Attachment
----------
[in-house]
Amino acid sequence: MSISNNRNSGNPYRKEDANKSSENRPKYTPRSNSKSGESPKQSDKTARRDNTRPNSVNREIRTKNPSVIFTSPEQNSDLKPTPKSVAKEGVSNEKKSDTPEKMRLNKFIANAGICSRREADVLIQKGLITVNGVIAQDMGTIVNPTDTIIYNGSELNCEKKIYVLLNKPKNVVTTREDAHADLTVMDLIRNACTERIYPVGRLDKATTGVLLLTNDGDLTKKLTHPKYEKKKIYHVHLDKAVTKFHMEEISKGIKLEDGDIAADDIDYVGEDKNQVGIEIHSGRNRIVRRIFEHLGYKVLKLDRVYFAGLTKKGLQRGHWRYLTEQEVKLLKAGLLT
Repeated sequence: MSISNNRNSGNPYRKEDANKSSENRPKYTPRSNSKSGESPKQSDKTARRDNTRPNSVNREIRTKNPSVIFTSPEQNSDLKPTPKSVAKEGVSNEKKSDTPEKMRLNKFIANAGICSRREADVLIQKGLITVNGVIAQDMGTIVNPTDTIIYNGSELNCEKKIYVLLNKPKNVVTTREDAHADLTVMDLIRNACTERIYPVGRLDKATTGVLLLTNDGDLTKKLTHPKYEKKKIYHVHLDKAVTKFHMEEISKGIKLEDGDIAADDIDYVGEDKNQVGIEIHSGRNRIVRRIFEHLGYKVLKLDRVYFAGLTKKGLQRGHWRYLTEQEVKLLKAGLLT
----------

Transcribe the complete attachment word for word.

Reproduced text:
[in-house]
Amino acid sequence: MSISNNRNSGNPYRKEDANKSSENRPKYTPRSNSKSGESPKQSDKTARRDNTRPNSVNREIRTKNPSVIFTSPEQNSDLKPTPKSVAKEGVSNEKKSDTPEKMRLNKFIANAGICSRREADVLIQKGLITVNGVIAQDMGTIVNPTDTIIYNGSELNCEKKIYVLLNKPKNVVTTREDAHADLTVMDLIRNACTERIYPVGRLDKATTGVLLLTNDGDLTKKLTHPKYEKKKIYHVHLDKAVTKFHMEEISKGIKLEDGDIAADDIDYVGEDKNQVGIEIHSGRNRIVRRIFEHLGYKVLKLDRVYFAGLTKKGLQRGHWRYLTEQEVKLLKAGLLT
Repeated sequence: MSISNNRNSGNPYRKEDANKSSENRPKYTPRSNSKSGESPKQSDKTARRDNTRPNSVNREIRTKNPSVIFTSPEQNSDLKPTPKSVAKEGVSNEKKSDTPEKMRLNKFIANAGICSRREADVLIQKGLITVNGVIAQDMGTIVNPTDTIIYNGSELNCEKKIYVLLNKPKNVVTTREDAHADLTVMDLIRNACTERIYPVGRLDKATTGVLLLTNDGDLTKKLTHPKYEKKKIYHVHLDKAVTKFHMEEISKGIKLEDGDIAADDIDYVGEDKNQVGIEIHSGRNRIVRRIFEHLGYKVLKLDRVYFAGLTKKGLQRGHWRYLTEQEVKLLKAGLLT